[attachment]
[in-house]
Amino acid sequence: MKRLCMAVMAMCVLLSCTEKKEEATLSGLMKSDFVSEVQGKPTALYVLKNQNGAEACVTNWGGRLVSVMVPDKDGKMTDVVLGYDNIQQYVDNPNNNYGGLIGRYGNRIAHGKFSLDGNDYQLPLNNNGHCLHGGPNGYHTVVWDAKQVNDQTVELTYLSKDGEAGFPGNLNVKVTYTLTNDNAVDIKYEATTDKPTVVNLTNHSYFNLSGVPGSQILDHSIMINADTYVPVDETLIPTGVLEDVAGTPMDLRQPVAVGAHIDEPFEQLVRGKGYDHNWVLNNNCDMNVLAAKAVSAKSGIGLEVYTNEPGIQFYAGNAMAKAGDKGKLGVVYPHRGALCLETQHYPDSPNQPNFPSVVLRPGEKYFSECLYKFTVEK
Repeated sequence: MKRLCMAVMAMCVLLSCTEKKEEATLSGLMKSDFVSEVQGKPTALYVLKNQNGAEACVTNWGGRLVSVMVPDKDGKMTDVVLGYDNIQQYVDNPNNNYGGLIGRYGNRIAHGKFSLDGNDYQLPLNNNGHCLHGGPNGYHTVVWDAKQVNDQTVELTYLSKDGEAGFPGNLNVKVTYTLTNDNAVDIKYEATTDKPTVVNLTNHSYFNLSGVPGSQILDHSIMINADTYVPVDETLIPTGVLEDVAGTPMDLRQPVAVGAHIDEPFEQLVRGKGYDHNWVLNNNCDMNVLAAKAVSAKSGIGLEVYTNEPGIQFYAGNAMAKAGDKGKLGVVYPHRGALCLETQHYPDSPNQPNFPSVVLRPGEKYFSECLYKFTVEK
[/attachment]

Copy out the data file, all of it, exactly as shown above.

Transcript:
[in-house]
Amino acid sequence: MKRLCMAVMAMCVLLSCTEKKEEATLSGLMKSDFVSEVQGKPTALYVLKNQNGAEACVTNWGGRLVSVMVPDKDGKMTDVVLGYDNIQQYVDNPNNNYGGLIGRYGNRIAHGKFSLDGNDYQLPLNNNGHCLHGGPNGYHTVVWDAKQVNDQTVELTYLSKDGEAGFPGNLNVKVTYTLTNDNAVDIKYEATTDKPTVVNLTNHSYFNLSGVPGSQILDHSIMINADTYVPVDETLIPTGVLEDVAGTPMDLRQPVAVGAHIDEPFEQLVRGKGYDHNWVLNNNCDMNVLAAKAVSAKSGIGLEVYTNEPGIQFYAGNAMAKAGDKGKLGVVYPHRGALCLETQHYPDSPNQPNFPSVVLRPGEKYFSECLYKFTVEK
Repeated sequence: MKRLCMAVMAMCVLLSCTEKKEEATLSGLMKSDFVSEVQGKPTALYVLKNQNGAEACVTNWGGRLVSVMVPDKDGKMTDVVLGYDNIQQYVDNPNNNYGGLIGRYGNRIAHGKFSLDGNDYQLPLNNNGHCLHGGPNGYHTVVWDAKQVNDQTVELTYLSKDGEAGFPGNLNVKVTYTLTNDNAVDIKYEATTDKPTVVNLTNHSYFNLSGVPGSQILDHSIMINADTYVPVDETLIPTGVLEDVAGTPMDLRQPVAVGAHIDEPFEQLVRGKGYDHNWVLNNNCDMNVLAAKAVSAKSGIGLEVYTNEPGIQFYAGNAMAKAGDKGKLGVVYPHRGALCLETQHYPDSPNQPNFPSVVLRPGEKYFSECLYKFTVEK